Updated on July 26, 2022
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THURSDAY, Aug. 12, 2004 (HealthDayNews) -- A new study finds that cells in the stomach make an antibiotic-like substance that fights the ulcer bacterium, a discovery that could lead to new treatments to prevent ulcers and even cancer caused by the bug.
The study, appearing in the Aug. 13 issue of Science, may also take a step toward explaining why many people carry the bacterium, Helicobacter pylori, yet never have any gastric problems.
"This is the first report that shows that an O-glycans glycoprotein acts as an antibiotic against H. pylori," said study co-author Minoru Fukuda, a professor of glycobiology at the Burnham Institute in La Jolla, Calif.
About one-half all humans are infected with H. pylori. In the United States, about 20 percent of people under 40, and 50 percent of those over 60, are infected, according to the National Institute of Diabetes and Digestive and Kidney Diseases.
However, most people have no symptoms, and most don't develop ulcers or stomach cancer.
Fukuda's team knew that H. pylori is usually not found in the stomach lining, where cells secrete mucus containing a particular O-glycans glycoprotein.
In laboratory experiments, the researchers studied whether this particular O-glycans can affect the growth of the bug. They found these proteins prevented the growth and activity of H. pylori by stopping it from reproducing.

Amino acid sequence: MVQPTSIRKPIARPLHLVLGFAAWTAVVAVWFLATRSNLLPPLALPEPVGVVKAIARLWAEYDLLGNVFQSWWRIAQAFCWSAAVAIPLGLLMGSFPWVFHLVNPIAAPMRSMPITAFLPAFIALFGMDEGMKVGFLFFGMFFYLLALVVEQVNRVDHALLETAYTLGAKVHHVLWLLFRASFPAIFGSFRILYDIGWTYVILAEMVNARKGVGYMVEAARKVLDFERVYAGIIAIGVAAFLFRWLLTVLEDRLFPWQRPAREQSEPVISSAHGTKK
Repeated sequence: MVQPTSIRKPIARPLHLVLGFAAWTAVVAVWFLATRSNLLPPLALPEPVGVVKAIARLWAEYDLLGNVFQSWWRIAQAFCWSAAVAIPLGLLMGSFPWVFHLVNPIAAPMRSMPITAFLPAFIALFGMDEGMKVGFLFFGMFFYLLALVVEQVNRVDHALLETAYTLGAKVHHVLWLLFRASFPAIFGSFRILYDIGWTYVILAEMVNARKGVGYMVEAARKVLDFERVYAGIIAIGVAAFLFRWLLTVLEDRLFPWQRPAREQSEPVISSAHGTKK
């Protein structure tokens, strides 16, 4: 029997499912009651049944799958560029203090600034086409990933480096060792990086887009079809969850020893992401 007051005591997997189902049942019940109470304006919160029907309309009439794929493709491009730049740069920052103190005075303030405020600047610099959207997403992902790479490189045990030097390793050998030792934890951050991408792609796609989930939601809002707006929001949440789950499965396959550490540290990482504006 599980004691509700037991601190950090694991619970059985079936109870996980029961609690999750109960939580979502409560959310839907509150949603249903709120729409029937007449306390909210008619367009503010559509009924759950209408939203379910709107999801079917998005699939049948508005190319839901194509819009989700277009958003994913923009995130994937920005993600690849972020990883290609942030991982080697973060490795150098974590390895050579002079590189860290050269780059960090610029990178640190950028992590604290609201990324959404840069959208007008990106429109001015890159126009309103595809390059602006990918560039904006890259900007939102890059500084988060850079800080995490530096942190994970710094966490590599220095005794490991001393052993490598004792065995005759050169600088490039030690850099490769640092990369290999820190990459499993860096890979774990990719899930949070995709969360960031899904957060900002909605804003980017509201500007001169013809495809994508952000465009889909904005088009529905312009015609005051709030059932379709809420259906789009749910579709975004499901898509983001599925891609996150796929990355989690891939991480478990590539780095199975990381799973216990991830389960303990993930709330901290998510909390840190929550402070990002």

This protein works the same way as antibiotics, Fukuda said. "The protein had devised a method to prevent the growth of this organism," he added.
Why some people are susceptible to H. pylori and others are not is still unknown, Fukuda said. Finding out the answer is the next step in the team's research.
It should be possible to make drugs or to use this protein as a drug itself to fight H. pylori infection, Fukuda said. "In addition, by using cows or goats to produce this protein in milk, we can prevent H. pylori infection," he said.
Fukuda added that other natural antibiotics may act against bacteria in other parts of the body, such as in the colon and lungs. "The colon and the lung have huge numbers of bugs," he said.
The study "offers a mechanism to explain why most people who harbor H. pylori live with it in perfect symbiosis," said Dr. Howard M. Spiro, a professor emeritus of internal medicine at Yale University. "They have more 'good' mucus that acts as the limiting factor. There just had to be something, reflecting the balances of nature, to render harmless a life form tough enough to withstand gastric acid."
The National Institute of Diabetes and Digestive and Kidney Diseases explains gastric ulcers and H. pylori.
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